Comment: 5 min? Actually those keys are STILL on GitHub (Score 1) 119

by gurnec (#48727527) Attached to: Bots Scanning GitHub To Steal Amazon EC2 Keys

In addition to the various other oversights already mentioned, OP doesn't seem to understand Git (or perhaps SCMs in general) given that those (now revoked) keys are still on GitHub -- there was no need for a bot to be all that quick.

Although I wouldn't blame OP for any single one of these oversights -- nobody's perfect -- it's fair to say that it took a number of different oversights / misunderstandings on OP's part for this to become a real problem.

The Courts

Hacker Threatened With 44 Felony Charges Escapes With Misdemeanor 219

Posted by Soulskill
from the my-days-of-not-taking-you-seriously-are-certainly-coming-to-a-middle dept.
An anonymous reader writes: It's no secret that prosecutors usually throw every charge they can at an alleged criminal, but the case of Aaron Swartz brought to light how poorly-written computer abuse laws lend themselves to this practice. Now, another perfect example has resolved itself: a hacker with ties to Anonymous was recently threatened with 44 felony counts of computer fraud and cyberstalking, each with its own 10-year maximum sentence. If the charges stuck, the man was facing multiple lifetimes worth of imprisonment.

But, of course, they didn't. Prosecutors struck a deal to get him to plead guilty to a single misdemeanor charge, which carried only a $10,000 fine. The man's attorney, Tor Eklund, said, "The more I looked at this, the more it seemed like an archetypal example of the Department of Justice's prosecutorial abuse when it comes to computer crime. It shows how aggressive they are, and how they seek to destroy your reputation in the press even when the charges are complete, fricking garbage."

Comment: Re:How did the Constitution Fail? (Score 1) 450

by gurnec (#48341501) Attached to: Joey Hess Resigns From Debian

What are the options, then?

  1. 1. A small handful of individuals who manage to work things out in an amicable way amongst themselves.
  2. 2. A project headed by a benevolent dictator for life (e.g. Slackware).
  3. 3. A governance model that is not dependent on a BDFL, and can scale better than "a small handful of individuals".

Even though option 2 works well for some projects, it's not always ideal. This doesn't seem to be a problem with a simple solution (and it probably doesn't help that not many techies are great at politics).

Comment: Unfortunately, she's not quite that stupid (Score 2) 105

by gurnec (#48290567) Attached to: Video Raises Doubts About Attkisson's Claims of Malicious Hacking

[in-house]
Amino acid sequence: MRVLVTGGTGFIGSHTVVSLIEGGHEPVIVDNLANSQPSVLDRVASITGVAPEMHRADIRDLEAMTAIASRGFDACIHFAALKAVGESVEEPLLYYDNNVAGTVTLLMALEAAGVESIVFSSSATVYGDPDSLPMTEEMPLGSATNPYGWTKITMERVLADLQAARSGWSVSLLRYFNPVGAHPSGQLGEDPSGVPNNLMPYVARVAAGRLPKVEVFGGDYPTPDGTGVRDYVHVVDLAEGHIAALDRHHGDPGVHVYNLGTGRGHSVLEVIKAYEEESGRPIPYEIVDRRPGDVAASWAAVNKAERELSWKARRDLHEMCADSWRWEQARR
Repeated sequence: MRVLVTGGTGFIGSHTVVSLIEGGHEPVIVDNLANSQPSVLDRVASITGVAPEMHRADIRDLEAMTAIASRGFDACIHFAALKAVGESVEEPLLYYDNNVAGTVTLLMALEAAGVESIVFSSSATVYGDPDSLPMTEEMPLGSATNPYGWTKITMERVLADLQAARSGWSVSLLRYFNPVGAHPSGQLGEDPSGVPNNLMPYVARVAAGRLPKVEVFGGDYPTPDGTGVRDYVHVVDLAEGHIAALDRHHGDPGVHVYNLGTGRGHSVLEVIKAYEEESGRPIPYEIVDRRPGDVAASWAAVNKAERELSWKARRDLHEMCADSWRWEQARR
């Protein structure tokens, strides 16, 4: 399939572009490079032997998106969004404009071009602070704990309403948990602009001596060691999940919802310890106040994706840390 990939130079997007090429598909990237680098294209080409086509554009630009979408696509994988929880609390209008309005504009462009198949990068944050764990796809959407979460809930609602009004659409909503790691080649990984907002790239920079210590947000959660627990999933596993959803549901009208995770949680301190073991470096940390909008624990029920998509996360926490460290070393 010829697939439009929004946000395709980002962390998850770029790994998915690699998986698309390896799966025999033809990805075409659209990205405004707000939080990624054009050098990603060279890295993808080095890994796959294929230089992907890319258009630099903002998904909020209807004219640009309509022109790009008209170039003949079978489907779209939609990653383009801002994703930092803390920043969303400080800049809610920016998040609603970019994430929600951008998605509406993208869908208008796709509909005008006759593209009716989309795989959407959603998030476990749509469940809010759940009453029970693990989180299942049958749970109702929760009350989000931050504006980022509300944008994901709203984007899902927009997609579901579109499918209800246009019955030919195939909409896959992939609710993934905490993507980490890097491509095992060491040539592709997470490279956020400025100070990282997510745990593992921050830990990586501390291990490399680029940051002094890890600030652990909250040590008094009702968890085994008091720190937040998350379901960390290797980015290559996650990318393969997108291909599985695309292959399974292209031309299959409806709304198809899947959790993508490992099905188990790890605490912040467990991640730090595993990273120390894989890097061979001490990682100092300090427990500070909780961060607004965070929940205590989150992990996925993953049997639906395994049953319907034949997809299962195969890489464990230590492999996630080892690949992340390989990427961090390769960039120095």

According to WaPo, she claims that this iPhone video was taken in September 2013, and not related to the alleged December 2012 incident. It looks like crooksandliars jumped the gun here.

The rather blatent Dancing with the Stars episode playing in the background may have even been intentional to provide additional credence to the video (the timing is dead on with her claim).

That's not to say she's not otherwise mistaken (or outright dishonest), but this isn't the smoking gun you're looking for.

Comment: Re:Victim Blaming (Score 1) 275

by gurnec (#48229223) Attached to: CHP Officers Steal, Forward Nude Pictures From Arrestee Smartphones

if you're going to store it on someone else's system (iCloud, etc) then this is what happens.

Maybe, but this has been argued to death, no need for a repeat.

First, if you're going to have that crap on your phone

First, if you're going to have that crap on your tablet
First, if you're going to have that crap on your laptop
First, if you're going to have that crap on your home PC
First, if you're going to have that crap in your car
First, if you're going to have that crap in your home

Is that really what you're implying?!? Without more context, it's hard to tell if you're uninformed or just trollin.

Comment: Re:Easy to fake... (Score 2) 109

by gurnec (#48192125) Attached to: China Staging a Nationwide Attack On iCloud and Microsoft Accounts

I don't see a mistakenly created certificate. It looks like it is legitimately for
Or another way - if Microsoft is catching typos, why would a nation state be amateurish for doing the same thing?

Microsoft isn't doing the same thing, though. You're right that the (real) site does redirect to, however it doesn't have a certificate, nor does it even have https enabled.

Furthermore, the packet capture shows that whoever created it was trying to visit "" (it's in the SNI field of the SSL Client Hello message), and so the server should have responded with a cert for that domain, not for nor

I'll stick by my interpretation that this was amateurish, I just don't know if it was intentionally so.

Comment: Easy to fake... (Score 2) 109

by gurnec (#48191917) Attached to: China Staging a Nationwide Attack On iCloud and Microsoft Accounts

Just an FYI... I've no reason to disbelieve the story, but it would be simple to fake the evidence presented...

I also wonder why the certificate was mistakenly created for the domain... that seems rather amateurish for a nation state. (Of course, perhaps plausible deniability is the reason.)

Regardless of whether or not it's fake, it does serve to point out the intentional flaws of Qihoo’s Chinese 360 "Secure Browser" pointed out by Rosyna above -- certainly a good thing to publicize.

Committees have become so important nowadays that subcommittees have to be appointed to do the work.